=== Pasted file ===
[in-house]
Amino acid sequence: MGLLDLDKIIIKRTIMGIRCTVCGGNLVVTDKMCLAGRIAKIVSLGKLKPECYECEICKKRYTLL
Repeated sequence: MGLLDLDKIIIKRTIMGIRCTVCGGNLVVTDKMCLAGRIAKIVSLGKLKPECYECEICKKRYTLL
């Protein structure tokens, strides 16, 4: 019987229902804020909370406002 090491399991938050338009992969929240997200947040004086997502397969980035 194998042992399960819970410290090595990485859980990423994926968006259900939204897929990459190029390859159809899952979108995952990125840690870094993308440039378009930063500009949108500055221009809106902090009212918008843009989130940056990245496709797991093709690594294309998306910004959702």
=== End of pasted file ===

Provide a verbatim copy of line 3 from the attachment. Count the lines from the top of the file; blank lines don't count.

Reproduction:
Repeated sequence: MGLLDLDKIIIKRTIMGIRCTVCGGNLVVTDKMCLAGRIAKIVSLGKLKPECYECEICKKRYTLL